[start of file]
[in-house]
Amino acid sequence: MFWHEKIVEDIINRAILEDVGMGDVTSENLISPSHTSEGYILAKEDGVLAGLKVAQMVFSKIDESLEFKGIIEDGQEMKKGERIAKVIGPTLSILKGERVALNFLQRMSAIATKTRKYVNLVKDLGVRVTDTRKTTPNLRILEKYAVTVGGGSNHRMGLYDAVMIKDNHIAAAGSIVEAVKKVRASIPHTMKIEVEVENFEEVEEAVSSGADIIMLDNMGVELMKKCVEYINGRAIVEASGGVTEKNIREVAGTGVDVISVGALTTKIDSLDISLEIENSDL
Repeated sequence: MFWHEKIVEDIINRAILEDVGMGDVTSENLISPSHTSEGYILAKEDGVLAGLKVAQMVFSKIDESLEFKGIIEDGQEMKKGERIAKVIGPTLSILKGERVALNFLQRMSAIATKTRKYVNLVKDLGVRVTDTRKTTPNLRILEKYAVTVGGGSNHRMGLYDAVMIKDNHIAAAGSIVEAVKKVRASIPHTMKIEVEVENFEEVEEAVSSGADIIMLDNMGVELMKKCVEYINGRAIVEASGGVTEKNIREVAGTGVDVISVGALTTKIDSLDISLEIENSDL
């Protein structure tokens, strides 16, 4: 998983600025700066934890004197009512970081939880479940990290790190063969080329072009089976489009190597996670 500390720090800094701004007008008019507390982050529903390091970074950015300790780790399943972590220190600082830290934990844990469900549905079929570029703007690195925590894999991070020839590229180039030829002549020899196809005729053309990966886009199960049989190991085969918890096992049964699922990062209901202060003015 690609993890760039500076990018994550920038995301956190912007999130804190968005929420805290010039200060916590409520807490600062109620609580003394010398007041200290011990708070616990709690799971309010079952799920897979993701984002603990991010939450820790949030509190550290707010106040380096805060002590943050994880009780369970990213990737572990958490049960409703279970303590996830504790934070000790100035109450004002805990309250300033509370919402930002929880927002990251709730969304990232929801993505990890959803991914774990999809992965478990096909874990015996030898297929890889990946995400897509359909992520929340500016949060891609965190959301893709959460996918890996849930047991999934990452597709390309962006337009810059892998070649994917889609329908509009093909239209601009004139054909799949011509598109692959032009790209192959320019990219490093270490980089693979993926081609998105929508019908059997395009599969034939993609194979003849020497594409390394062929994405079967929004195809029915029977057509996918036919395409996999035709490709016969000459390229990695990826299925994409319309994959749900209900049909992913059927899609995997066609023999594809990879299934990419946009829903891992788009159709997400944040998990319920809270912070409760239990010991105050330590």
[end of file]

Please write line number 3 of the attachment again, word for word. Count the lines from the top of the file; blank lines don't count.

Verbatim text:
Repeated sequence: MFWHEKIVEDIINRAILEDVGMGDVTSENLISPSHTSEGYILAKEDGVLAGLKVAQMVFSKIDESLEFKGIIEDGQEMKKGERIAKVIGPTLSILKGERVALNFLQRMSAIATKTRKYVNLVKDLGVRVTDTRKTTPNLRILEKYAVTVGGGSNHRMGLYDAVMIKDNHIAAAGSIVEAVKKVRASIPHTMKIEVEVENFEEVEEAVSSGADIIMLDNMGVELMKKCVEYINGRAIVEASGGVTEKNIREVAGTGVDVISVGALTTKIDSLDISLEIENSDL